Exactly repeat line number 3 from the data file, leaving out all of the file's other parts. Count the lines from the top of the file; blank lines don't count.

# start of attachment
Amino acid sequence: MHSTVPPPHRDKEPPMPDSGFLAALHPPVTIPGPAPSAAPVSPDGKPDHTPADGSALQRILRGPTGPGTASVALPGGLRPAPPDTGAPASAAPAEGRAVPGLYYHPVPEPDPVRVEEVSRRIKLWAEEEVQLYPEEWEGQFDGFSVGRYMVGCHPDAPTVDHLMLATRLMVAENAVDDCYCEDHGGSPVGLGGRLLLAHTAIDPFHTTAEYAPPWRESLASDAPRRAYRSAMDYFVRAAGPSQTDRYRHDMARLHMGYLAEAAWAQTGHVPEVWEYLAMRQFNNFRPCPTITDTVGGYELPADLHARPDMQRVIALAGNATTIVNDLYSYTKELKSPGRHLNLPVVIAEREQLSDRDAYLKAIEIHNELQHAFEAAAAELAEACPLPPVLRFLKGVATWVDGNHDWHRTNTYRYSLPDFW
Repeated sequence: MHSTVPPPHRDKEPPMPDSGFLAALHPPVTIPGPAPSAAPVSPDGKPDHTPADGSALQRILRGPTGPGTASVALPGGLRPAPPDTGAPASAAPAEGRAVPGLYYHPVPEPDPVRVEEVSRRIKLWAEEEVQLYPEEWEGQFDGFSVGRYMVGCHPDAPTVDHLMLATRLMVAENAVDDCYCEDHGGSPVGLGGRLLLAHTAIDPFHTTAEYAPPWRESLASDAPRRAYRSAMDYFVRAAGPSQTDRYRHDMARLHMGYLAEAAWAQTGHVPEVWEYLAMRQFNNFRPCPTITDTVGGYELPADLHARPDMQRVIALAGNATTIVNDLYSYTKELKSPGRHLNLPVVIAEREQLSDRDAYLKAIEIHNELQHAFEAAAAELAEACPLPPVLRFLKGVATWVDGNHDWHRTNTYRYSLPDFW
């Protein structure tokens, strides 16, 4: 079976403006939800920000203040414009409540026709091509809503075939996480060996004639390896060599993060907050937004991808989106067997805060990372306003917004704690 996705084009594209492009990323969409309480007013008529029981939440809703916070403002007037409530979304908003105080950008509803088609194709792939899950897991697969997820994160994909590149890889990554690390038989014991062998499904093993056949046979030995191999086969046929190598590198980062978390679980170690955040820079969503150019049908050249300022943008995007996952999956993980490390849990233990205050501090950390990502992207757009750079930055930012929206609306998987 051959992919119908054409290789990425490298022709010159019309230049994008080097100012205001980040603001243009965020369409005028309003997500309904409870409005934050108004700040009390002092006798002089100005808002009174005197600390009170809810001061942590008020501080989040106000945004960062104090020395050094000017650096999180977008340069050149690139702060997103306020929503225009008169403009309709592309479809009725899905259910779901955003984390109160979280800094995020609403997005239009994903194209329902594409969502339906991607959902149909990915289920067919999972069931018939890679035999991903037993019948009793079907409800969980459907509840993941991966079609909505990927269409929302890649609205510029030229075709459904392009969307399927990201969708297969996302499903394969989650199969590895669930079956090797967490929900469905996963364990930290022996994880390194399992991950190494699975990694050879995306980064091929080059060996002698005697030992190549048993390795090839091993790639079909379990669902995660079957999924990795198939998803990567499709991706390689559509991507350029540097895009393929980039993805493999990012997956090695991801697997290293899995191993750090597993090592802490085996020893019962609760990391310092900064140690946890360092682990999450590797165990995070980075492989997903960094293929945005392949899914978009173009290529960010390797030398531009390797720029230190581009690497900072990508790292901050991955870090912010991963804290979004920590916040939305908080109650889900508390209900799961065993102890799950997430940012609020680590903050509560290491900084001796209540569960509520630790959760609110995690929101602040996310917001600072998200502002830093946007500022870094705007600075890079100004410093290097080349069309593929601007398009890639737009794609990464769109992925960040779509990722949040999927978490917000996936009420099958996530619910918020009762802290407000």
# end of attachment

């Protein structure tokens, strides 16, 4: 079976403006939800920000203040414009409540026709091509809503075939996480060996004639390896060599993060907050937004991808989106067997805060990372306003917004704690 996705084009594209492009990323969409309480007013008529029981939440809703916070403002007037409530979304908003105080950008509803088609194709792939899950897991697969997820994160994909590149890889990554690390038989014991062998499904093993056949046979030995191999086969046929190598590198980062978390679980170690955040820079969503150019049908050249300022943008995007996952999956993980490390849990233990205050501090950390990502992207757009750079930055930012929206609306998987 051959992919119908054409290789990425490298022709010159019309230049994008080097100012205001980040603001243009965020369409005028309003997500309904409870409005934050108004700040009390002092006798002089100005808002009174005197600390009170809810001061942590008020501080989040106000945004960062104090020395050094000017650096999180977008340069050149690139702060997103306020929503225009008169403009309709592309479809009725899905259910779901955003984390109160979280800094995020609403997005239009994903194209329902594409969502339906991607959902149909990915289920067919999972069931018939890679035999991903037993019948009793079907409800969980459907509840993941991966079609909505990927269409929302890649609205510029030229075709459904392009969307399927990201969708297969996302499903394969989650199969590895669930079956090797967490929900469905996963364990930290022996994880390194399992991950190494699975990694050879995306980064091929080059060996002698005697030992190549048993390795090839091993790639079909379990669902995660079957999924990795198939998803990567499709991706390689559509991507350029540097895009393929980039993805493999990012997956090695991801697997290293899995191993750090597993090592802490085996020893019962609760990391310092900064140690946890360092682990999450590797165990995070980075492989997903960094293929945005392949899914978009173009290529960010390797030398531009390797720029230190581009690497900072990508790292901050991955870090912010991963804290979004920590916040939305908080109650889900508390209900799961065993102890799950997430940012609020680590903050509560290491900084001796209540569960509520630790959760609110995690929101602040996310917001600072998200502002830093946007500022870094705007600075890079100004410093290097080349069309593929601007398009890639737009794609990464769109992925960040779509990722949040999927978490917000996936009420099958996530619910918020009762802290407000």